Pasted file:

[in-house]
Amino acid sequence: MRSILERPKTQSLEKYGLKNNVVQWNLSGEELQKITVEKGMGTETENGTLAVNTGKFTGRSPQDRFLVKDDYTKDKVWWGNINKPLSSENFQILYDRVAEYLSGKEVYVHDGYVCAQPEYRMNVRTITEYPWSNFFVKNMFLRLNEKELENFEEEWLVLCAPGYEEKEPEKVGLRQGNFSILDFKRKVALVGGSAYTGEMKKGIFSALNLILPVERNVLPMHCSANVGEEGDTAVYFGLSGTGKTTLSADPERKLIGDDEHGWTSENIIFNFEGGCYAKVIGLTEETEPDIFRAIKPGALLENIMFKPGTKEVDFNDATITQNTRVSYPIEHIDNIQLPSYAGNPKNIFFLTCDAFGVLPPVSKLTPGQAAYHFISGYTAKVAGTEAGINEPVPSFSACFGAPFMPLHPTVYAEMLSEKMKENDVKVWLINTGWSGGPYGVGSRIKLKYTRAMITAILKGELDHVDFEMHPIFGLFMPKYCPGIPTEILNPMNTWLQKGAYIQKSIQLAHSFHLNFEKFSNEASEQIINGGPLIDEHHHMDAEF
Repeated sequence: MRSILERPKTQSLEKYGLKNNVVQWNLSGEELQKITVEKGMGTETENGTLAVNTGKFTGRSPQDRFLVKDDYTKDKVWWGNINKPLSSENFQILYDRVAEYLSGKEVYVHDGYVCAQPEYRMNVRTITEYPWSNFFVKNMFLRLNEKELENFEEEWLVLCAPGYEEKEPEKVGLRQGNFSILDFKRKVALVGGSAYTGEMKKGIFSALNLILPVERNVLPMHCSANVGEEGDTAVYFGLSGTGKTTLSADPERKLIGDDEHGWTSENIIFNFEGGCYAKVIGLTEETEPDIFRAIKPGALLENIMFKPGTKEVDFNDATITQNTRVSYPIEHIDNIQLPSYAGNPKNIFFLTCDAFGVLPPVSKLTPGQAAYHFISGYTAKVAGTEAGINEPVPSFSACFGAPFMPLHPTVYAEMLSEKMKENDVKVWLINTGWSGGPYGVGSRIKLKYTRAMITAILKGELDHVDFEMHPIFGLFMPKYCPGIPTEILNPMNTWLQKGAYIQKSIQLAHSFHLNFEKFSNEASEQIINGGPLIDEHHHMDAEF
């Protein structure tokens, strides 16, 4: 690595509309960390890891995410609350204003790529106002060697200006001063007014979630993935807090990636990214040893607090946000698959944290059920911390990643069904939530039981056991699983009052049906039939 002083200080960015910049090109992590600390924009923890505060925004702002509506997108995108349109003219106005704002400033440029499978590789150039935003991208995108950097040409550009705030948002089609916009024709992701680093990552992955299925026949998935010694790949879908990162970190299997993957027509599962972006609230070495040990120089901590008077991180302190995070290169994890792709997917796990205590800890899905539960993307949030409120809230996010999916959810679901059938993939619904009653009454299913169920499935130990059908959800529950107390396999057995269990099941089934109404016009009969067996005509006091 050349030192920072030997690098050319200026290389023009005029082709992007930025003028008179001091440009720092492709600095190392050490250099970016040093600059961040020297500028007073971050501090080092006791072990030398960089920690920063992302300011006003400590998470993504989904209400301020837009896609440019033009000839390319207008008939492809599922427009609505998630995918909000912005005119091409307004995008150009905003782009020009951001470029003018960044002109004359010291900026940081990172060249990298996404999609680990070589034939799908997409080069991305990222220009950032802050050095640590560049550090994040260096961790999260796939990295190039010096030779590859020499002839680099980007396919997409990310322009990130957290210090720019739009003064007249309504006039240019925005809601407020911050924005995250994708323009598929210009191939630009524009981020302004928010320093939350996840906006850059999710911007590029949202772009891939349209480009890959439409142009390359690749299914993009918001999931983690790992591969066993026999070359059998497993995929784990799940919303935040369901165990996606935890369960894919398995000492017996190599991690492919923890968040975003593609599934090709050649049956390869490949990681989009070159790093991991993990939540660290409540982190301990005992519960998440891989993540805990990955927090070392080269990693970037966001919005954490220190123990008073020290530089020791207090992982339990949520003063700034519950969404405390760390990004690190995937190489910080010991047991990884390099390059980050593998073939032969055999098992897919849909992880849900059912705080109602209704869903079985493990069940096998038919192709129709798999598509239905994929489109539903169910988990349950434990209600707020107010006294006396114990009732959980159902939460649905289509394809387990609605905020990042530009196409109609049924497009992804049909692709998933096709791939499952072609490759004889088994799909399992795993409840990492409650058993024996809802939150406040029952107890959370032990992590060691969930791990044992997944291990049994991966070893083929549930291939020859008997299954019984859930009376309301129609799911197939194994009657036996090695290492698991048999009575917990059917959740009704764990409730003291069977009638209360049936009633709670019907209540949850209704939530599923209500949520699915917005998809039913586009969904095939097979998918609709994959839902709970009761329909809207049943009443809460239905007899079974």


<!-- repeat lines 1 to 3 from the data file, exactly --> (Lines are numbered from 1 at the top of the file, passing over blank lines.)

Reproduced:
[in-house]
Amino acid sequence: MRSILERPKTQSLEKYGLKNNVVQWNLSGEELQKITVEKGMGTETENGTLAVNTGKFTGRSPQDRFLVKDDYTKDKVWWGNINKPLSSENFQILYDRVAEYLSGKEVYVHDGYVCAQPEYRMNVRTITEYPWSNFFVKNMFLRLNEKELENFEEEWLVLCAPGYEEKEPEKVGLRQGNFSILDFKRKVALVGGSAYTGEMKKGIFSALNLILPVERNVLPMHCSANVGEEGDTAVYFGLSGTGKTTLSADPERKLIGDDEHGWTSENIIFNFEGGCYAKVIGLTEETEPDIFRAIKPGALLENIMFKPGTKEVDFNDATITQNTRVSYPIEHIDNIQLPSYAGNPKNIFFLTCDAFGVLPPVSKLTPGQAAYHFISGYTAKVAGTEAGINEPVPSFSACFGAPFMPLHPTVYAEMLSEKMKENDVKVWLINTGWSGGPYGVGSRIKLKYTRAMITAILKGELDHVDFEMHPIFGLFMPKYCPGIPTEILNPMNTWLQKGAYIQKSIQLAHSFHLNFEKFSNEASEQIINGGPLIDEHHHMDAEF
Repeated sequence: MRSILERPKTQSLEKYGLKNNVVQWNLSGEELQKITVEKGMGTETENGTLAVNTGKFTGRSPQDRFLVKDDYTKDKVWWGNINKPLSSENFQILYDRVAEYLSGKEVYVHDGYVCAQPEYRMNVRTITEYPWSNFFVKNMFLRLNEKELENFEEEWLVLCAPGYEEKEPEKVGLRQGNFSILDFKRKVALVGGSAYTGEMKKGIFSALNLILPVERNVLPMHCSANVGEEGDTAVYFGLSGTGKTTLSADPERKLIGDDEHGWTSENIIFNFEGGCYAKVIGLTEETEPDIFRAIKPGALLENIMFKPGTKEVDFNDATITQNTRVSYPIEHIDNIQLPSYAGNPKNIFFLTCDAFGVLPPVSKLTPGQAAYHFISGYTAKVAGTEAGINEPVPSFSACFGAPFMPLHPTVYAEMLSEKMKENDVKVWLINTGWSGGPYGVGSRIKLKYTRAMITAILKGELDHVDFEMHPIFGLFMPKYCPGIPTEILNPMNTWLQKGAYIQKSIQLAHSFHLNFEKFSNEASEQIINGGPLIDEHHHMDAEF